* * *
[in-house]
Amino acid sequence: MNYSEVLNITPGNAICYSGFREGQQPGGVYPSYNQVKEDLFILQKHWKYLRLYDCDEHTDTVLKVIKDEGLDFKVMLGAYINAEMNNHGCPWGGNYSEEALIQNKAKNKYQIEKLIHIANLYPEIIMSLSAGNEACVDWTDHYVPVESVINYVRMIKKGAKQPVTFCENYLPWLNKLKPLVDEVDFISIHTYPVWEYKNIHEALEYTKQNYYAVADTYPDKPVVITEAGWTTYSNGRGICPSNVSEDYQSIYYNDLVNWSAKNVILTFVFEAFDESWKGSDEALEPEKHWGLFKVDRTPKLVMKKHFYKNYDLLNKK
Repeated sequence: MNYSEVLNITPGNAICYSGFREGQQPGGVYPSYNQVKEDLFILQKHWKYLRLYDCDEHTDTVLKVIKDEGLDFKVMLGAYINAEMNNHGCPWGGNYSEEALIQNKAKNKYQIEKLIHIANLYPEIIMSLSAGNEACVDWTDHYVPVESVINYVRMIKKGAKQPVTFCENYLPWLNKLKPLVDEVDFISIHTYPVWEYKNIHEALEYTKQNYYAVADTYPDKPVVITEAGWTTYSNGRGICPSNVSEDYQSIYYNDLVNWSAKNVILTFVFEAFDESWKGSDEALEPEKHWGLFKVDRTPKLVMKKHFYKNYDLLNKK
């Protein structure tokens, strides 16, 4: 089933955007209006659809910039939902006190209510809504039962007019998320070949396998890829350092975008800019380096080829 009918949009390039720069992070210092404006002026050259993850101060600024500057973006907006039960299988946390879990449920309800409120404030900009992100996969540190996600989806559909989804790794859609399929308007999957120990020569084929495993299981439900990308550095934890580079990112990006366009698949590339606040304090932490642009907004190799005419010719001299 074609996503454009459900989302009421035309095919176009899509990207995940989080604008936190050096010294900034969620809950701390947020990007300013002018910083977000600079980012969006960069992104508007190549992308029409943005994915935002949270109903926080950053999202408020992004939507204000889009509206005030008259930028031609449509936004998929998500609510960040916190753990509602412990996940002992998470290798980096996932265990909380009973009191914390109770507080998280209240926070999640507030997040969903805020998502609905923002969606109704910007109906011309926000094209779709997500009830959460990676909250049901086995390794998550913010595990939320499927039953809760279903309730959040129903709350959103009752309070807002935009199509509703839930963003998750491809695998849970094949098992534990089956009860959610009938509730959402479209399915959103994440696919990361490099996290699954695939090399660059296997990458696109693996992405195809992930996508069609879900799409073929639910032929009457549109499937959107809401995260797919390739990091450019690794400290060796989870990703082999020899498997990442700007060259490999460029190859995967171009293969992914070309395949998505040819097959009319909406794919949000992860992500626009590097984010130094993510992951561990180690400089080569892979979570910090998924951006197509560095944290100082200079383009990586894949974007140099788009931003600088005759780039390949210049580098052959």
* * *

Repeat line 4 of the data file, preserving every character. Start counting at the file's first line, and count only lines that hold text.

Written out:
């Protein structure tokens, strides 16, 4: 089933955007209006659809910039939902006190209510809504039962007019998320070949396998890829350092975008800019380096080829 009918949009390039720069992070210092404006002026050259993850101060600024500057973006907006039960299988946390879990449920309800409120404030900009992100996969540190996600989806559909989804790794859609399929308007999957120990020569084929495993299981439900990308550095934890580079990112990006366009698949590339606040304090932490642009907004190799005419010719001299 074609996503454009459900989302009421035309095919176009899509990207995940989080604008936190050096010294900034969620809950701390947020990007300013002018910083977000600079980012969006960069992104508007190549992308029409943005994915935002949270109903926080950053999202408020992004939507204000889009509206005030008259930028031609449509936004998929998500609510960040916190753990509602412990996940002992998470290798980096996932265990909380009973009191914390109770507080998280209240926070999640507030997040969903805020998502609905923002969606109704910007109906011309926000094209779709997500009830959460990676909250049901086995390794998550913010595990939320499927039953809760279903309730959040129903709350959103009752309070807002935009199509509703839930963003998750491809695998849970094949098992534990089956009860959610009938509730959402479209399915959103994440696919990361490099996290699954695939090399660059296997990458696109693996992405195809992930996508069609879900799409073929639910032929009457549109499937959107809401995260797919390739990091450019690794400290060796989870990703082999020899498997990442700007060259490999460029190859995967171009293969992914070309395949998505040819097959009319909406794919949000992860992500626009590097984010130094993510992951561990180690400089080569892979979570910090998924951006197509560095944290100082200079383009990586894949974007140099788009931003600088005759780039390949210049580098052959």